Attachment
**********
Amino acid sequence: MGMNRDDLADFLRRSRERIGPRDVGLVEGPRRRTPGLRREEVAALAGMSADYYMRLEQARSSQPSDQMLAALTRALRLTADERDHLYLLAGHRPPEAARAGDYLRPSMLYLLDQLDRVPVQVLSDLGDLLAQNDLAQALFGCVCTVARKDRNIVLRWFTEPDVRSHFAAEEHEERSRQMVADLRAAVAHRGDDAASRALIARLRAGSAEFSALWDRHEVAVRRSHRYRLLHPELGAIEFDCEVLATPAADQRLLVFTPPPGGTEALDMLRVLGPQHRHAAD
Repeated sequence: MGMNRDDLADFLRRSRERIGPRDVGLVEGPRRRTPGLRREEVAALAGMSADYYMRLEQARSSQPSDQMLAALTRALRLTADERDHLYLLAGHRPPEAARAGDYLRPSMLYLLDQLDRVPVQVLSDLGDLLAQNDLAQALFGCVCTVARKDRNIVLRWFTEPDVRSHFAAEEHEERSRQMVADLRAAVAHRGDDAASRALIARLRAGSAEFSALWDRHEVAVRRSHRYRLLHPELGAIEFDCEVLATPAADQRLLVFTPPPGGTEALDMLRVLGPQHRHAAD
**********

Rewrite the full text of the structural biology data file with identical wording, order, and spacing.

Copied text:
Amino acid sequence: MGMNRDDLADFLRRSRERIGPRDVGLVEGPRRRTPGLRREEVAALAGMSADYYMRLEQARSSQPSDQMLAALTRALRLTADERDHLYLLAGHRPPEAARAGDYLRPSMLYLLDQLDRVPVQVLSDLGDLLAQNDLAQALFGCVCTVARKDRNIVLRWFTEPDVRSHFAAEEHEERSRQMVADLRAAVAHRGDDAASRALIARLRAGSAEFSALWDRHEVAVRRSHRYRLLHPELGAIEFDCEVLATPAADQRLLVFTPPPGGTEALDMLRVLGPQHRHAAD
Repeated sequence: MGMNRDDLADFLRRSRERIGPRDVGLVEGPRRRTPGLRREEVAALAGMSADYYMRLEQARSSQPSDQMLAALTRALRLTADERDHLYLLAGHRPPEAARAGDYLRPSMLYLLDQLDRVPVQVLSDLGDLLAQNDLAQALFGCVCTVARKDRNIVLRWFTEPDVRSHFAAEEHEERSRQMVADLRAAVAHRGDDAASRALIARLRAGSAEFSALWDRHEVAVRRSHRYRLLHPELGAIEFDCEVLATPAADQRLLVFTPPPGGTEALDMLRVLGPQHRHAAD